L’esprit de l’scalier is the French term for the phenomenon that occurs when you think of a witticism or a perfect turn of phrase when it’s too late to have its desired effect. We’ve all experienced l’esprit de l’scalier at one time or another. Maybe you were out with a group of friends and one of them tells a “your mom’s so dumb” joke. Frantic to verbally strike back, all you come up with is “yeah, well…”, and before you finish your thought your closest buddy is already buying you a sympathy/don’t embarrass yourself further beer. It’s not until the next morning, whilst nursing a hangover with Gatorade and bacon, that you realize you should have come back with “your mom’s so dumb, she tried to wake up a sleeping bag.” Calling your friend at that moment to relay the comeback to him would be pointless, and you chastise yourself for not being quicker on the draw.
Last Saturday, we resumed shooting Super Knocked Up, and I experienced something similar to l’esprit de l’escalier, only it lasted longer than a few fleeting moments, and I realized actors must encounter this feeling quite often.
Our shoot was spread out over two days, and on day one Jeff decided to shoot mostly my lines, meaning the camera would be pointing towards me, filming my close-ups, medium shots, etc. It also meant that the performance I gave would be the one to end up in the episode. Natalie, on the other hand, would mostly be shot from behind, with most of her lines being filmed the next day. (Note: for the sake of brevity, this is just a brief over-view of how the scene was shot. I by no means mean to minimize the magnificent work Natalie did on the first day. She had plenty to do on that day, and had an infinitely more difficult job than I did the whole shoot).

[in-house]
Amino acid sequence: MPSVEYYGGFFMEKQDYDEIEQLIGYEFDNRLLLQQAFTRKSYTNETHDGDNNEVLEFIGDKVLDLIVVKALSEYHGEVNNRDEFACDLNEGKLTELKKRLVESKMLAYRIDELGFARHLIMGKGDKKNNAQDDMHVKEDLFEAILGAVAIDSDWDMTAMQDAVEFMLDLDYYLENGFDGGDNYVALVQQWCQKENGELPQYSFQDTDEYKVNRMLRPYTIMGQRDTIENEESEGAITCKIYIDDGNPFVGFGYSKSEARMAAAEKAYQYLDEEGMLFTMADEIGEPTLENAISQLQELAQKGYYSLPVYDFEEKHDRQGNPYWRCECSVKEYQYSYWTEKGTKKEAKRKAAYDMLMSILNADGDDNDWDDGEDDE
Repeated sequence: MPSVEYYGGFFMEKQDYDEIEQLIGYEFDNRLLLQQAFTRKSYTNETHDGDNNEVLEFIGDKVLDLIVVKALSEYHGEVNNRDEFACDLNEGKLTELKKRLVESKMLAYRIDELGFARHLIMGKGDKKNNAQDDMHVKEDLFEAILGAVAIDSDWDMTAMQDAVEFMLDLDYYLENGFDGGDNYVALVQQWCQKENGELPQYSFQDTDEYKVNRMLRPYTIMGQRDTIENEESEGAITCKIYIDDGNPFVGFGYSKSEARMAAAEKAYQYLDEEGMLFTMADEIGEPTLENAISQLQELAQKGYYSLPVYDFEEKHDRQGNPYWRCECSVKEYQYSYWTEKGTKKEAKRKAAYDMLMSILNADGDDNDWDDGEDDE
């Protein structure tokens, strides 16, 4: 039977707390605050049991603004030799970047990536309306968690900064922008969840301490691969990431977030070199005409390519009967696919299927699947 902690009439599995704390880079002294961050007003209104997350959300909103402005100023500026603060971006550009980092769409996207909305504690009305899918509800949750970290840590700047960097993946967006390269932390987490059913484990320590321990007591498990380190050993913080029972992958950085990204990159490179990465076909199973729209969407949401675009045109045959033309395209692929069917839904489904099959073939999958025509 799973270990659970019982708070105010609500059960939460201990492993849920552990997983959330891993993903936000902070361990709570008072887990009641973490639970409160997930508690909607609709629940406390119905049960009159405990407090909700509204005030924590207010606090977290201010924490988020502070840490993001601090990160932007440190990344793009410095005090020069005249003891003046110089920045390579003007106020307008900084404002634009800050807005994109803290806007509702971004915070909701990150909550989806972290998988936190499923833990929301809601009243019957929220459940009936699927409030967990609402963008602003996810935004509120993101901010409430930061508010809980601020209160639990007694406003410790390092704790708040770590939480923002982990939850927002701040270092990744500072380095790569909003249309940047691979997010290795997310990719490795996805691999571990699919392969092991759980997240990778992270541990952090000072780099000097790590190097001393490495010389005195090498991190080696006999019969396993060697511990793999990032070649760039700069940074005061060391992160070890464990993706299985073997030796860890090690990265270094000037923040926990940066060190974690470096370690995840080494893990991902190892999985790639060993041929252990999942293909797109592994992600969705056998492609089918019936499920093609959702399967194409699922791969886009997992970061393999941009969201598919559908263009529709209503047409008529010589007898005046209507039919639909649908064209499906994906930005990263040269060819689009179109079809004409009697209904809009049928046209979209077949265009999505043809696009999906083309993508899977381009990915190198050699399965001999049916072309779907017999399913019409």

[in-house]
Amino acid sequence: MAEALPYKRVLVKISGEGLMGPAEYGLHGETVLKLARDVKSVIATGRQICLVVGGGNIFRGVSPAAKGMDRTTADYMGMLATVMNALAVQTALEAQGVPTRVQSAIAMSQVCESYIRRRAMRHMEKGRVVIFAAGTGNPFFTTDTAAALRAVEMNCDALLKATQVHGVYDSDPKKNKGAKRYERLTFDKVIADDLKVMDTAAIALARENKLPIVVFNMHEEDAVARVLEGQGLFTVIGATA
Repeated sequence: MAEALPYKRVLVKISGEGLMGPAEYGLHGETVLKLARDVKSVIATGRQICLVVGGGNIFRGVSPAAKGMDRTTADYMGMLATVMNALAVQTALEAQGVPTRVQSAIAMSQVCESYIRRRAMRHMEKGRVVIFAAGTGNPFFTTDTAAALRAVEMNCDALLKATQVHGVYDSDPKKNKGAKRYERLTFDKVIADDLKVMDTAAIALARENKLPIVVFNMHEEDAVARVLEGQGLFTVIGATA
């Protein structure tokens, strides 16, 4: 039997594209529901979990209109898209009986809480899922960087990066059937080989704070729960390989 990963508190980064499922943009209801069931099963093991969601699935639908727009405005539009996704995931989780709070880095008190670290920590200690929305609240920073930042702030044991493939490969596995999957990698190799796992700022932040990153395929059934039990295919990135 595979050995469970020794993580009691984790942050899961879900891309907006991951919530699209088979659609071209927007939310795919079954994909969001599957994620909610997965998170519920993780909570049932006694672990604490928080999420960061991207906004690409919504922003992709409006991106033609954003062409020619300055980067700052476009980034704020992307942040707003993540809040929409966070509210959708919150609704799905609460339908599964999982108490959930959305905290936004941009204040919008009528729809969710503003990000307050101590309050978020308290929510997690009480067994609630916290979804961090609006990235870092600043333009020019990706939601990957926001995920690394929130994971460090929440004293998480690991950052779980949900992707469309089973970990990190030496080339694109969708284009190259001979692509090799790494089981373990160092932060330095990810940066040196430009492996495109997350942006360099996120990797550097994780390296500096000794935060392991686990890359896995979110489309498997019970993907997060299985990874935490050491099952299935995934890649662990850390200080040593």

When day one finished, I was fairly happy with what ended up on camera, and even happier that I had received a few fist-bumps from Herr Burns (you know you’ve done good work when the director gives your five digits a pound). I had no idea that the next day I would be filled with that dreaded l’esprit de l’escalier for most of the shoot.
As the lighting set-up was already in place for Natalie’s lines, we began shooting right away on the second day. Not only did I spend most of the day in bed (no really, Captain Amazing doesn’t leave his comfy mattress/spring box combo once), but off-camera as well. My job on day two was pretty much to bounce off of Natalie verbally as she gave her performance as Darkstar. While I could have put in minimal effort, as the camera wouldn’t see my acting and the audio used would be Natalie’s and not mine, I decided to do the opposite and play the scene as if a camera was capturing everything I did as well. I figure that it would help Natalie get into her character (and the scene) more. (Not that she needs any help). The results? L’esprit de l’escalier.
I found myself doing things and uttering my lines in ways I wish I had done the day before, when my performance was being captured. Not huge, scene-altering things, mind you, but a line here, a line there. An eye roll. A head bob. For some reason, my work as Michael Masters felt a bit meatier, a bit more fleshed out on the second day.
Of course, that could have all been in my head, and when I see the finished product I’ll realize that everything I did on day two I did on day one. It’s not that I’m dissatisfied with my performance from the first day, far from it. It simply comes down to that damned old l’esprit de l’escalier, and how it makes us feel like we could have been better when it’s too late to do anything about it.